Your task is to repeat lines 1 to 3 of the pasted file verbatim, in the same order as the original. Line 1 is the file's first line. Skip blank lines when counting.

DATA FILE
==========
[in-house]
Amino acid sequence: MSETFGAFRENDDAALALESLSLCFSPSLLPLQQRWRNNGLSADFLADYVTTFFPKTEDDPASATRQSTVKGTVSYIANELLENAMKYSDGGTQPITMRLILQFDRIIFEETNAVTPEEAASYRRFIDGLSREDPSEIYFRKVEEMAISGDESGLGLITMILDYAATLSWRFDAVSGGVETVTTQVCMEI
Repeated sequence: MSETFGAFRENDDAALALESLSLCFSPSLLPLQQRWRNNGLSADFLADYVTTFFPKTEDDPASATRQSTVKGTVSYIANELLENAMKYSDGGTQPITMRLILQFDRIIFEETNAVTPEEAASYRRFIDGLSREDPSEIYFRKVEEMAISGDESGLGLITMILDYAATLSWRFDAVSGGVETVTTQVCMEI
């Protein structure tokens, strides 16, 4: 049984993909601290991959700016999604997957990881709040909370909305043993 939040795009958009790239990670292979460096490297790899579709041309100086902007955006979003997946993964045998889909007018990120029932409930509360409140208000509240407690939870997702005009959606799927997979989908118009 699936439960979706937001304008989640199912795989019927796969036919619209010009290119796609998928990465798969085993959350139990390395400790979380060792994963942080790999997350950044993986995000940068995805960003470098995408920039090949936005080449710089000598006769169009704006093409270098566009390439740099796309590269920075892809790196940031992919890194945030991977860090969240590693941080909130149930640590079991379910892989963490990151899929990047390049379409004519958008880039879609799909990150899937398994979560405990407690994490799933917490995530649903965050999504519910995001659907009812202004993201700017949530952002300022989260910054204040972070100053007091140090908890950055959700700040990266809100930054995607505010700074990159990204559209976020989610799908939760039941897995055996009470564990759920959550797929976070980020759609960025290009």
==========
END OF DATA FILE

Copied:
[in-house]
Amino acid sequence: MSETFGAFRENDDAALALESLSLCFSPSLLPLQQRWRNNGLSADFLADYVTTFFPKTEDDPASATRQSTVKGTVSYIANELLENAMKYSDGGTQPITMRLILQFDRIIFEETNAVTPEEAASYRRFIDGLSREDPSEIYFRKVEEMAISGDESGLGLITMILDYAATLSWRFDAVSGGVETVTTQVCMEI
Repeated sequence: MSETFGAFRENDDAALALESLSLCFSPSLLPLQQRWRNNGLSADFLADYVTTFFPKTEDDPASATRQSTVKGTVSYIANELLENAMKYSDGGTQPITMRLILQFDRIIFEETNAVTPEEAASYRRFIDGLSREDPSEIYFRKVEEMAISGDESGLGLITMILDYAATLSWRFDAVSGGVETVTTQVCMEI